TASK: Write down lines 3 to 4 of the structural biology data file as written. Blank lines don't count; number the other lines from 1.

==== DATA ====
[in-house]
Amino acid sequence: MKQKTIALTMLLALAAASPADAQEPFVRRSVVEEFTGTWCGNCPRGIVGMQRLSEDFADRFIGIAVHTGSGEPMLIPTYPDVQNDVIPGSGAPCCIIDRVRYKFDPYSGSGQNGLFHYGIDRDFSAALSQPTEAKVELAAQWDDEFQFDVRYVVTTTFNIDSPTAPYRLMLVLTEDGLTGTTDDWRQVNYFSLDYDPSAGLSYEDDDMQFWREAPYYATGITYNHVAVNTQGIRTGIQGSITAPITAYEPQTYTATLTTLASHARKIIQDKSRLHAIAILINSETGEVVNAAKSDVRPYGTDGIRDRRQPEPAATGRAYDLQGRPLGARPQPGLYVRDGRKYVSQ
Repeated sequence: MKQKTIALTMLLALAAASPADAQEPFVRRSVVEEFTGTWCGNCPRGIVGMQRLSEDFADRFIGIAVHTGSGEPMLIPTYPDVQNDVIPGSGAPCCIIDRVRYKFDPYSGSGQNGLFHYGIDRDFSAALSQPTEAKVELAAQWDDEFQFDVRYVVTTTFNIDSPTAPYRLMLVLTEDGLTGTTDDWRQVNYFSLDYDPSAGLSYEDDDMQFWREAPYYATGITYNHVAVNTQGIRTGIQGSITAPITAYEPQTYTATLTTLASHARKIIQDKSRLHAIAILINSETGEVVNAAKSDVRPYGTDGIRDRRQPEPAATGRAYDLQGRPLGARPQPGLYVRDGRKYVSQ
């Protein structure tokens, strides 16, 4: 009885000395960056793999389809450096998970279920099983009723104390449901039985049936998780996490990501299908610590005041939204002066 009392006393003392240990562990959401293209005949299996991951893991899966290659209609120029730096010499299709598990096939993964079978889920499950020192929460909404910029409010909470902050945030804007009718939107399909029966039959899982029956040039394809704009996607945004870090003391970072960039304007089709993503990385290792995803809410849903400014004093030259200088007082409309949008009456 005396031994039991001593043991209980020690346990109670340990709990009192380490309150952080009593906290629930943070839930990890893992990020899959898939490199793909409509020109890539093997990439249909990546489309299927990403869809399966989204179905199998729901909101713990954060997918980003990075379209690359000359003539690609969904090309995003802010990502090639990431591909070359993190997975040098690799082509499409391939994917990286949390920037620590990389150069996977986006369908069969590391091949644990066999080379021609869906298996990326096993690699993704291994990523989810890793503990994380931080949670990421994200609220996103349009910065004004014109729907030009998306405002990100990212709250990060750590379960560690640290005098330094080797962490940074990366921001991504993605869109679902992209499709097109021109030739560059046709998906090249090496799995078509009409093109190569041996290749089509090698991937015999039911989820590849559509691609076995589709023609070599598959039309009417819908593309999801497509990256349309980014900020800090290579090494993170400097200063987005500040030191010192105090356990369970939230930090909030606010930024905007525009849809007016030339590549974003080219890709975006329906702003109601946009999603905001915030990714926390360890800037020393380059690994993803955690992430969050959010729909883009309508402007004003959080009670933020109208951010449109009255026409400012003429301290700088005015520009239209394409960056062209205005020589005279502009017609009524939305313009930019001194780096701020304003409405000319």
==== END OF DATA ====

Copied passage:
Repeated sequence: MKQKTIALTMLLALAAASPADAQEPFVRRSVVEEFTGTWCGNCPRGIVGMQRLSEDFADRFIGIAVHTGSGEPMLIPTYPDVQNDVIPGSGAPCCIIDRVRYKFDPYSGSGQNGLFHYGIDRDFSAALSQPTEAKVELAAQWDDEFQFDVRYVVTTTFNIDSPTAPYRLMLVLTEDGLTGTTDDWRQVNYFSLDYDPSAGLSYEDDDMQFWREAPYYATGITYNHVAVNTQGIRTGIQGSITAPITAYEPQTYTATLTTLASHARKIIQDKSRLHAIAILINSETGEVVNAAKSDVRPYGTDGIRDRRQPEPAATGRAYDLQGRPLGARPQPGLYVRDGRKYVSQ
């Protein structure tokens, strides 16, 4: 009885000395960056793999389809450096998970279920099983009723104390449901039985049936998780996490990501299908610590005041939204002066 009392006393003392240990562990959401293209005949299996991951893991899966290659209609120029730096010499299709598990096939993964079978889920499950020192929460909404910029409010909470902050945030804007009718939107399909029966039959899982029956040039394809704009996607945004870090003391970072960039304007089709993503990385290792995803809410849903400014004093030259200088007082409309949008009456 005396031994039991001593043991209980020690346990109670340990709990009192380490309150952080009593906290629930943070839930990890893992990020899959898939490199793909409509020109890539093997990439249909990546489309299927990403869809399966989204179905199998729901909101713990954060997918980003990075379209690359000359003539690609969904090309995003802010990502090639990431591909070359993190997975040098690799082509499409391939994917990286949390920037620590990389150069996977986006369908069969590391091949644990066999080379021609869906298996990326096993690699993704291994990523989810890793503990994380931080949670990421994200609220996103349009910065004004014109729907030009998306405002990100990212709250990060750590379960560690640290005098330094080797962490940074990366921001991504993605869109679902992209499709097109021109030739560059046709998906090249090496799995078509009409093109190569041996290749089509090698991937015999039911989820590849559509691609076995589709023609070599598959039309009417819908593309999801497509990256349309980014900020800090290579090494993170400097200063987005500040030191010192105090356990369970939230930090909030606010930024905007525009849809007016030339590549974003080219890709975006329906702003109601946009999603905001915030990714926390360890800037020393380059690994993803955690992430969050959010729909883009309508402007004003959080009670933020109208951010449109009255026409400012003429301290700088005015520009239209394409960056062209205005020589005279502009017609009524939305313009930019001194780096701020304003409405000319």